Certainly, this side of More is less easy to understand. He never judged those who abandoned the Catholic Church and her teachings to save their lives, even insisting that, for them, such an act might not be damning, while for him such an act would. More's greatest literary accomplishment, Utopia, perplexes us in the same way. The Marxist sees it as a political platform; the philosopher treats it as another Plato’s Republic; even the literary critic lays more emphasis on the wit of its author than on the nature of the joke. Most of us pass over the subtleties of the work. We do not notice the implications when the court jester at the beginning pronounces truth--for More is reminding us that jokes are serious things. And Utopia does speak of things serious: our desire for a new city, a third age, a time when asceticism and the splendor of abundance may live side by side. The imaginary world of Utopia leads us toward the spiritual world of heaven.

In prison, More suffered greatly from "his old disease of the chest ... gravel, stone, and the cramp," but he remained cheerful. When he had no visitors (which was much of the time) he prayed, did penance, and wrote A Dialogue of Comfort against Tribulation on the Passion of Christ. He never finished this work. Toward the end of the book, the character “Anthony” poses the question:

Why, then, I say, should not reason thus furthered with faith and grace be much more able to engender in us an inclination—and afterward, through long and deep meditation on this subject, so continue that inclination that it will turn into a habitual, steadfast, and deep-rooted resolve—to suffer patiently the painful death of this body here on earth in order to gain everlasting abundant life in heaven and to avoid everlasting painful death in hell?

Cromwell, along with Sir Richard Rich, visited More's prison cell repeatedly to interrogate him. The pressure was high, even from More's own family, to take the oath. In an urgently beautiful letter to his daughter, Margaret, More returns to the thought brought up in A Dialogue of Comfort: "But I shall pray, and I pray thee, mine own good daughter, to pray with me, that it may please God that hath given me this mind, to give me the grace to keep it." In these darkest of hours, More recognized how dangerous was his position: not only his faith was at stake, but also his reason. Soon after this letter, all writing implements were taken from More, forcing him to write on stray scraps of paper with a charred stick or piece of coal.

Sir Richard Rich: May it be caused that Sir Richard Southwell and Master Palmer, who were in the chamber with Sir Thomas More and myself, may be sworn what words passed between us?

Sir Richard Rich, a man More knew only too well, swore More had revealed his malicious intentions to him in conversation. This, of course, was perjury. Neither Southwell nor Palmer would say what they heard. However, Richard's testimony supplied the court with what it wanted: an excuse to find More guilty. We can well imagine Thomas More at this point in the trial--betrayed, condemned, too tired to stand, but still sharp in mind and speech.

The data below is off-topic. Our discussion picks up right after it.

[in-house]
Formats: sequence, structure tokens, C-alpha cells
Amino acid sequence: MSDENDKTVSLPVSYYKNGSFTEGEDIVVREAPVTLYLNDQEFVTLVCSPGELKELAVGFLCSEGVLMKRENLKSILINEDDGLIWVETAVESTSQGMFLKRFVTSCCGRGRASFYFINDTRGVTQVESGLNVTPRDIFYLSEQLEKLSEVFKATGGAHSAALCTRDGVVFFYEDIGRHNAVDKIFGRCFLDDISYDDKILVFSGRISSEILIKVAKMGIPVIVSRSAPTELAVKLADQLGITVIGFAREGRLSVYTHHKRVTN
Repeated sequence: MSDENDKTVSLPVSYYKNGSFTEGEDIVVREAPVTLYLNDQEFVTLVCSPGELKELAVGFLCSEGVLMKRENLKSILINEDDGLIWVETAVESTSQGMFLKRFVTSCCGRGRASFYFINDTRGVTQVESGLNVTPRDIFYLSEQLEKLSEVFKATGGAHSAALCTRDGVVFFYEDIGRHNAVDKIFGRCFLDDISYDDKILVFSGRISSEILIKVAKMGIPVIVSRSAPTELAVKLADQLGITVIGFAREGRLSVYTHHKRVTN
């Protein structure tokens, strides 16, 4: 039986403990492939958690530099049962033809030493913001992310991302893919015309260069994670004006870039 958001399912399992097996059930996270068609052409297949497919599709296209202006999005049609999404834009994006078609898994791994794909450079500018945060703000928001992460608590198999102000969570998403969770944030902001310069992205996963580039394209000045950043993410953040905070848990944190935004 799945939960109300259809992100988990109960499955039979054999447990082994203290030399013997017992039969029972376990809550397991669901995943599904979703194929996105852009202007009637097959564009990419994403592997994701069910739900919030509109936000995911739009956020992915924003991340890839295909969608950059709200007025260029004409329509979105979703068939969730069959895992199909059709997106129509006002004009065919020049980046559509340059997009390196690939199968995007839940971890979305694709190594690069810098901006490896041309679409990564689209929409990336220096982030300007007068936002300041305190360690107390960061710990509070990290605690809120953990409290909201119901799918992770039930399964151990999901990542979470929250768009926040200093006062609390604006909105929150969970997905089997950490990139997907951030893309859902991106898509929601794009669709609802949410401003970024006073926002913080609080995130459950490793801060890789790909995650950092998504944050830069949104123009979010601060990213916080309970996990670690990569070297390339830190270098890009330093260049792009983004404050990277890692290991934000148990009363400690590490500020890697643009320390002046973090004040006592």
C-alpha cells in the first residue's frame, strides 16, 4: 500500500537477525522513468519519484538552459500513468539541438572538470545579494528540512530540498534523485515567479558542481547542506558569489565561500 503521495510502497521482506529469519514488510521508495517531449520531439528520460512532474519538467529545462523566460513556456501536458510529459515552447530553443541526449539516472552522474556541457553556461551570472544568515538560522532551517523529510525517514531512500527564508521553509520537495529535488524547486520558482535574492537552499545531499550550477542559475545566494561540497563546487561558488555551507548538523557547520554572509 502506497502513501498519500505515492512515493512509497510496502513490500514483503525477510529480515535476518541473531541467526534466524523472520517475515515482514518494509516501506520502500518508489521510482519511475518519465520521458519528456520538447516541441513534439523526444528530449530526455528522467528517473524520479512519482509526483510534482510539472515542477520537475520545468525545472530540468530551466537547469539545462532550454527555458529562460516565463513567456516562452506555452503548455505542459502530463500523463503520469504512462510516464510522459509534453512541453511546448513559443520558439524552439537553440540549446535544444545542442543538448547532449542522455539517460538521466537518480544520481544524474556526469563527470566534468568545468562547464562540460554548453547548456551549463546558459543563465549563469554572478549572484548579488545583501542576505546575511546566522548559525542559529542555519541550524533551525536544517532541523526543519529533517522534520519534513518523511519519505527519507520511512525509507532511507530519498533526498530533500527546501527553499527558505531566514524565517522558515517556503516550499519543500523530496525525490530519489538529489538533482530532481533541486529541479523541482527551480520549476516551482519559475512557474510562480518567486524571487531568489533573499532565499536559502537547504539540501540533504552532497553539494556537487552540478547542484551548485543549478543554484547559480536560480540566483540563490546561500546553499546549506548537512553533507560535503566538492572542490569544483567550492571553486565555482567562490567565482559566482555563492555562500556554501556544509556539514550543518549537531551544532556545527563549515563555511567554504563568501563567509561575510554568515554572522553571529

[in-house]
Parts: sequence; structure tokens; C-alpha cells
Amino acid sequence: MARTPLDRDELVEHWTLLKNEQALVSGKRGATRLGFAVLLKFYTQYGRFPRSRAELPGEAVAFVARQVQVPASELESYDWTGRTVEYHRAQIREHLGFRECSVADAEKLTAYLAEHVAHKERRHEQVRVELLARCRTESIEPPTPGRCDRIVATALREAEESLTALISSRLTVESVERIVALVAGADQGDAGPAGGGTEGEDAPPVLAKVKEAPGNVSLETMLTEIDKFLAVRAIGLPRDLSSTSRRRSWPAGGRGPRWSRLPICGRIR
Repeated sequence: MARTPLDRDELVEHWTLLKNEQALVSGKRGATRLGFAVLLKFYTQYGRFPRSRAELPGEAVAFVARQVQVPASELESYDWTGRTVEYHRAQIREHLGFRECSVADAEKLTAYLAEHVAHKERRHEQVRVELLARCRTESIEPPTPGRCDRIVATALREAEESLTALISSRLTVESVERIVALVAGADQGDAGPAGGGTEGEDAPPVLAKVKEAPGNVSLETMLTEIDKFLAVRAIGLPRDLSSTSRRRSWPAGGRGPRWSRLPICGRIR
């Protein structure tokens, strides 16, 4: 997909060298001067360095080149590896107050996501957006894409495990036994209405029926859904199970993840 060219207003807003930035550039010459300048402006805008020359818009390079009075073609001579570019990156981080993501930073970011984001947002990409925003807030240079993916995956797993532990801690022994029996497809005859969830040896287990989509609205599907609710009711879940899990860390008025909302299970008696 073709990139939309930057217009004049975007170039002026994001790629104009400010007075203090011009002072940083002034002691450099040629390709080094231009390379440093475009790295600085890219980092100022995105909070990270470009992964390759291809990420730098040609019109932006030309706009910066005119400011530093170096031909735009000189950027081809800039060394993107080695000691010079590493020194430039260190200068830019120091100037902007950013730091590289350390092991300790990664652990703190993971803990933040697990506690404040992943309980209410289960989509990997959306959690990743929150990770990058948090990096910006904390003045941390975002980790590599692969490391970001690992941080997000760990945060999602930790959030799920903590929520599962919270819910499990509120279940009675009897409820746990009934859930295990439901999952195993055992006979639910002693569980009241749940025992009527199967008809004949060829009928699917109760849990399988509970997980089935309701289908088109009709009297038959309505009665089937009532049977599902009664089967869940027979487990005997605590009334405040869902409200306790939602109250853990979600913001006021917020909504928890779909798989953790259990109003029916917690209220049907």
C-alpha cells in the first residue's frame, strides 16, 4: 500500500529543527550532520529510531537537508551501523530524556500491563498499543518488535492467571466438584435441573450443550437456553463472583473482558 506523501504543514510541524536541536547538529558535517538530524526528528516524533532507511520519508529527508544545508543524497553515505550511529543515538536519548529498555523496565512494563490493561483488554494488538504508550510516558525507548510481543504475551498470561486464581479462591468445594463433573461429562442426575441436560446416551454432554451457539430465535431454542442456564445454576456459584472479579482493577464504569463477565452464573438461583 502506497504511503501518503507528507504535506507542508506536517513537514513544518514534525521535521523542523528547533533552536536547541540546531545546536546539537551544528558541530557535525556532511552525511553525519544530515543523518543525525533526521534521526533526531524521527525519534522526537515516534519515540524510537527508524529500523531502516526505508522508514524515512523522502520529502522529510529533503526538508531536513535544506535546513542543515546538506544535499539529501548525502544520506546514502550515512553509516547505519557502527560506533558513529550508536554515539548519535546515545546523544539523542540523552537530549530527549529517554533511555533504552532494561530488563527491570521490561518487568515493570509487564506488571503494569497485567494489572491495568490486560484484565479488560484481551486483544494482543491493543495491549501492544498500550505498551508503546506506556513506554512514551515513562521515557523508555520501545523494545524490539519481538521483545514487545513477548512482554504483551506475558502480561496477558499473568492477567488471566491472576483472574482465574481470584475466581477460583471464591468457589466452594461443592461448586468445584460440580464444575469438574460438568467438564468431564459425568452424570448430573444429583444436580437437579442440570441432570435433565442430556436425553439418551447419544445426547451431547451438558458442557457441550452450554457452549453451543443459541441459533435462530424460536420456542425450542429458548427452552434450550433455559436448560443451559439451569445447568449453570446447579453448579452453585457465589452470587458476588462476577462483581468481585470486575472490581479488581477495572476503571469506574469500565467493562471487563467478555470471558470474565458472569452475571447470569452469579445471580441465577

Thomas More: I will nowe in discharge of my conscience speake my minde plainlye and freely touching my Inditment and your Statute withall. Forasmuch as, my Lorde, this Indictment is grounded vppon an acte of parliamente directly repugnant to the lawes of god and his holy churche, the supreme gouerment of which, or of any parte whereof, may no temporall prince presume by any lawe to take vppon him, as rightfully belonging to the See of Rome, a spirituall preheminence by the mouth of our Sauiour himself, personally present vppon the earth, only to St Peter and his successors, Byshopps of the same See....

Sir Thomas Audley: Sir Thomas More, you are to be drawn on a hurdle through the City of London to Tyburn, there to be hanged till you be half dead, after that cut down yet alive, your bowels to be taken out of your body and burned before you, your privy parts cut off, your head cut off, your body to be divided in four parts, and your head and body to be set at such places as the King shall assign.

For the last six days of his life, Thomas More fasted and prayed. At some point during this time, he learned the King had reduced his sentence to beheading, a last favor to an old friend. Alice More, his wife, visited him. What words they spoke, we do not know; however, More did write an unfinished letter blessing his family and exhorting them to pray for his soul. The last day came. More wished to dress for his execution as though he were going to a banquet but was not allowed. Roper tenderly relates the final moments of Thomas More's life:

And so was he brought by Mr. Lieutenant out of the Tower, and from thence led towards the place of execution, where going up the scaffold, which was so weak that it was ready to fall, he said to Mr. Lieutenant, "I pray you, I pray you, Mr. Lieutenant, see me safe up, and for my coming down let me shift for myself." Then desired he all the people thereabouts to pray for him, and to bear witness with him, that he should then suffer death in and for the faith of the holy Catholic Church, which done he kneeled down, and after his prayers said, he turned to the executioner, and with a cheerful countenance spake unto him. "Pluck up thy spirits, man, and be not afraid to do thine office, my neck is very short. Take heed therefore thou shoot not awry for saving thine honesty."

Thomas More knew life was a joke: a serious thing. He lived, and died, accordingly. We should not forget that his wit, his married life, his many friendships, his insights, and his political defiance point toward a courageous spirituality. These details tell of a man moderate in everything but love. In 1935, Pope Pius XI canonized St. Thomas More. We need not hesitate to imitate him in our personal lives, our social interactions, and our political alliances. For, truly, Thomas More is a man for all seasons.